Console Yourself: Ninja Gaiden II
“An exhibition to teach people about the way of the ninja. Unfortunately, they seem to have got most of their information wrong.” -Ryu Hyabusa
Format: Xbox 360 • Developer: Team Ninja • Released: June 2008
Few games have had as rocky a release as Ninja Gaiden II. Tomonobu Itagaki’s Tecmo swan song was published two days after the head of Team Ninja announced his resignation from the company. In a public statement, he railed against the firm’s overly commercial president, and claimed that he had been denied payments due for his projects. Tecmo initially refused to comment on this outburst by the admittedly egotistical director, but the firm was soon on the receiving end of a class-action law suit by most of its programming staff over illegal overtime and non-payment. As Team Ninja’s staff were rumoured to be close to joining their former boss in quitting, the company’s president resigned, with the remains of his firm snapped up by Square Enix. This game doesn’t just need a review- an autopsy is called for.
After his two journeys around the Vigorian Empire, Hyabusa stretches his wings in a world tour, as he pursues the Black Spider Clan and seeks to destroy the ancient Fiends they resurrect. The series’ famously varied tone remains intact, as Ryu’s journey includes influences from many other games. Gaiden II’s Moscow, with streets full of militarised ninjas, carries more than a hint of City 17, while the New York chapter climaxes in an assault on Liberty Island, in scenes familiar to fans of Deus Ex. This rich mix of influences extends to other aspects of the game. At first the bosses appear anticlimactic, but after a few chapters, you’ll have fought a giant metallic flying fish, a King Kong clone and an extremely impressive water dragon. Team Ninja largely manage to strike the difficult balance of making the game less frustrating without reducing the difficulty level. It’s now possible to continue from the start of a boss battle, while save points serve as a supply of health in addition to the first game’s potions. The changes aren’t just concessions to players less experienced with the series, as the different types of damage introduce another layer of strategy into the conflict dynamics. Ryu can shake off the effects of some blows after each fight is concluded, while the impacts of others, such as hits taken while charging Ulitmate Techniques, remain with the ninja. It’s a very intelligent system, punishing players for errors of strategy while allowing recovery from silly mistakes of timing.
More deep routed issues are also addressed, such as Ryu’s original over-reliance on the dragon sword at the expense of his other resources. In the original, the ninja’s signature weapon was so perfectly balanced that there was no incentive to experiment with many of his other armaments. Here, the increased computing power results in larger opponents, with the launcher-move dependant sword less effective against these larger foes, forcing the player to become adept with the entirety of Ryu’s arsenal. As a game, it’s a stronger effort than its processor, with both trivial and substantial irritations removed. There are some moments when the title takes your breath away, such as the deliberate use of slowdown to enable Ryu to emerge victorious from a clash with over one hundred and fifty individual opponents. However, a feeling of missing content is hard to shake. While Ryu’s journey from Venice to Moscow is carefully documented, as he brings down the Black Spider Clan’s flying fortress in the Russian mountains, the remainder of the character’s globe trotting is strangely unremarked upon, with Ryu’s travels simply presented as a fait accompli. This episodic style contrasts strongly with the original game, where a remarkably coherent setting was slowly unlocked as the story proceeded. Stone ruins found in a number of locations suggest that a teleport-powered last-minute backtrack through the game, as in the first title, was intended, but this element remains unexplored as the game concludes. Accompanied by a far weaker soundtrack than the original, it’s the lack of little touches that grate, with this title’s collectable (Crystal Skulls, in a nod to the Amazon-based level) providing nothing more than a source of Xbox Achievement points. The camera is even more problematic than the first game, and control over it is as much a part of the player’s strategy as the stringing together of moves.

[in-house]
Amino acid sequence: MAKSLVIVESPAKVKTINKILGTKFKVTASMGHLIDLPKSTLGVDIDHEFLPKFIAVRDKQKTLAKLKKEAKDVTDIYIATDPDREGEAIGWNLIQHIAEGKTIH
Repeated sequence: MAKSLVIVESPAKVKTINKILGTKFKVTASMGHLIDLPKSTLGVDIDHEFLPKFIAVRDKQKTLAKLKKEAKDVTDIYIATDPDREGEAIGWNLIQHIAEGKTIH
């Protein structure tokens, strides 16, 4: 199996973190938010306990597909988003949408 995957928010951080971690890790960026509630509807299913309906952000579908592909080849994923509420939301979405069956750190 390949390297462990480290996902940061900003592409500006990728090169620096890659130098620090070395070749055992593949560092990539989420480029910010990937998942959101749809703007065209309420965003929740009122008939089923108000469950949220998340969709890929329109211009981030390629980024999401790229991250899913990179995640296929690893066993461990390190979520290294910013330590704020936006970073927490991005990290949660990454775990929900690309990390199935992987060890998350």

This bare-bones ethos is felt most keenly where story is concerned. Both the Xbox game and DS follow up were remarkably successful in terms of plot, building up a coherent mythology while allowing the player to investigate a genuine mystery. In sharp contrast to the veritable family of supporting characters in the DS title, this time around Ryu is accompanied by the world’s least convincing CIA operative. Sonia’s bondage outfit has been rightly mocked, although blame may not entirely lie with the developer. The cut-scene storyboards show her wearing normal clothes, and the comical final design used may well be another example of interference from Tecmo’s senior management. There are cameo appearances from Ryu’s father and Dead or Alive’s Ayane, but the lack of characterisation hurts the story, leaving the uncomplicated pursuit of the forces of evil painfully obvious.
Dwelling on the game’s weaknesses is inevitable where in many respects the instalment is inferior to its immediate processor, but it’s worth restating that at the title’s core is a superb action game which stands proudly at the head of its genre. Given the turmoil behind the scenes, it’s a tribute to the talents of its creators that the standard of the product reaches even these heights.